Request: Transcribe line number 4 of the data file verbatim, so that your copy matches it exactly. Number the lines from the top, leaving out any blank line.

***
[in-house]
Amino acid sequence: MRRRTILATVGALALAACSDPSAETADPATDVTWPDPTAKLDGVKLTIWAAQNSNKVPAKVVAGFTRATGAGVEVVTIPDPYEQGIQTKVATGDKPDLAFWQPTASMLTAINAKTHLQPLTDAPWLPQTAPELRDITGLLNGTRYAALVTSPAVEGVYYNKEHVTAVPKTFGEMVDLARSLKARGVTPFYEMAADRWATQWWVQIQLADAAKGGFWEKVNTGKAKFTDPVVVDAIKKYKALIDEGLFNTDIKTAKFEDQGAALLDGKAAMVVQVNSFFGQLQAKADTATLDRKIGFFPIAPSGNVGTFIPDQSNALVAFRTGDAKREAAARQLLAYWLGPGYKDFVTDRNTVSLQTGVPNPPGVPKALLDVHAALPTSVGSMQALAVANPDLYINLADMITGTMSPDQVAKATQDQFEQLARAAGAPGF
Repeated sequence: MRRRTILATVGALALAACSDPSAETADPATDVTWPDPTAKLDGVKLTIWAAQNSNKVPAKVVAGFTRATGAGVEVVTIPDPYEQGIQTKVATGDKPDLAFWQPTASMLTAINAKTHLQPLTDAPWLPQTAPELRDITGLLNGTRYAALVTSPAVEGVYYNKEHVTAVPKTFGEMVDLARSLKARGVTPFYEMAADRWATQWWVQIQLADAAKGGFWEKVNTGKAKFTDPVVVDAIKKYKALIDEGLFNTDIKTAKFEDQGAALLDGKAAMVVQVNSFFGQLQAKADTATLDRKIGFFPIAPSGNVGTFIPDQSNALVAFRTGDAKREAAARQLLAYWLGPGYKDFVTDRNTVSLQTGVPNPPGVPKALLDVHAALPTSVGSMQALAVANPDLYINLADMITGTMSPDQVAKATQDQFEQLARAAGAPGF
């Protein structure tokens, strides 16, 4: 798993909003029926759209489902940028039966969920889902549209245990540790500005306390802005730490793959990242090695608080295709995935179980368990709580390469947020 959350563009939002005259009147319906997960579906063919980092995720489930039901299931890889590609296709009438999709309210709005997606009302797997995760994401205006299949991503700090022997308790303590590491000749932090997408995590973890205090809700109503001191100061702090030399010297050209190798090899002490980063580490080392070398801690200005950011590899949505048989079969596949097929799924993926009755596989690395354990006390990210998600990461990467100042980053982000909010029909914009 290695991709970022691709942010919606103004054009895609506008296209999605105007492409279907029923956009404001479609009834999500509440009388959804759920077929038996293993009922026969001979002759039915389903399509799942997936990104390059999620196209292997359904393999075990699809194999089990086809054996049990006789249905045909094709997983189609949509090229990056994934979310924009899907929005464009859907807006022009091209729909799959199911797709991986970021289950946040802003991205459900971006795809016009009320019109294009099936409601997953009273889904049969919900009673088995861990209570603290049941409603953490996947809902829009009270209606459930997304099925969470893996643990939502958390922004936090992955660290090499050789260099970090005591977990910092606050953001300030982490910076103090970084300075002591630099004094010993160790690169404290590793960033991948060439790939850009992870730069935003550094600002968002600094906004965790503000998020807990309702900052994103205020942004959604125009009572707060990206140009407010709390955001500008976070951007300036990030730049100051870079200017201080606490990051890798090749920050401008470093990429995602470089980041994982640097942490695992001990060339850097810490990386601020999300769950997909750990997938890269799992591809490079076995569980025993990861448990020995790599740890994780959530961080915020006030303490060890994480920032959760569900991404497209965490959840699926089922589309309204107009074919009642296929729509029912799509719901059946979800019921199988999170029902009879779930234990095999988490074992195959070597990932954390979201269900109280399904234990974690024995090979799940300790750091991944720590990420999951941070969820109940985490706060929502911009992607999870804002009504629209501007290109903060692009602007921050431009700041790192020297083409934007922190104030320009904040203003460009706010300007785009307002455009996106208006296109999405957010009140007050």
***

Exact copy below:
């Protein structure tokens, strides 16, 4: 798993909003029926759209489902940028039966969920889902549209245990540790500005306390802005730490793959990242090695608080295709995935179980368990709580390469947020 959350563009939002005259009147319906997960579906063919980092995720489930039901299931890889590609296709009438999709309210709005997606009302797997995760994401205006299949991503700090022997308790303590590491000749932090997408995590973890205090809700109503001191100061702090030399010297050209190798090899002490980063580490080392070398801690200005950011590899949505048989079969596949097929799924993926009755596989690395354990006390990210998600990461990467100042980053982000909010029909914009 290695991709970022691709942010919606103004054009895609506008296209999605105007492409279907029923956009404001479609009834999500509440009388959804759920077929038996293993009922026969001979002759039915389903399509799942997936990104390059999620196209292997359904393999075990699809194999089990086809054996049990006789249905045909094709997983189609949509090229990056994934979310924009899907929005464009859907807006022009091209729909799959199911797709991986970021289950946040802003991205459900971006795809016009009320019109294009099936409601997953009273889904049969919900009673088995861990209570603290049941409603953490996947809902829009009270209606459930997304099925969470893996643990939502958390922004936090992955660290090499050789260099970090005591977990910092606050953001300030982490910076103090970084300075002591630099004094010993160790690169404290590793960033991948060439790939850009992870730069935003550094600002968002600094906004965790503000998020807990309702900052994103205020942004959604125009009572707060990206140009407010709390955001500008976070951007300036990030730049100051870079200017201080606490990051890798090749920050401008470093990429995602470089980041994982640097942490695992001990060339850097810490990386601020999300769950997909750990997938890269799992591809490079076995569980025993990861448990020995790599740890994780959530961080915020006030303490060890994480920032959760569900991404497209965490959840699926089922589309309204107009074919009642296929729509029912799509719901059946979800019921199988999170029902009879779930234990095999988490074992195959070597990932954390979201269900109280399904234990974690024995090979799940300790750091991944720590990420999951941070969820109940985490706060929502911009992607999870804002009504629209501007290109903060692009602007921050431009700041790192020297083409934007922190104030320009904040203003460009706010300007785009307002455009996106208006296109999405957010009140007050």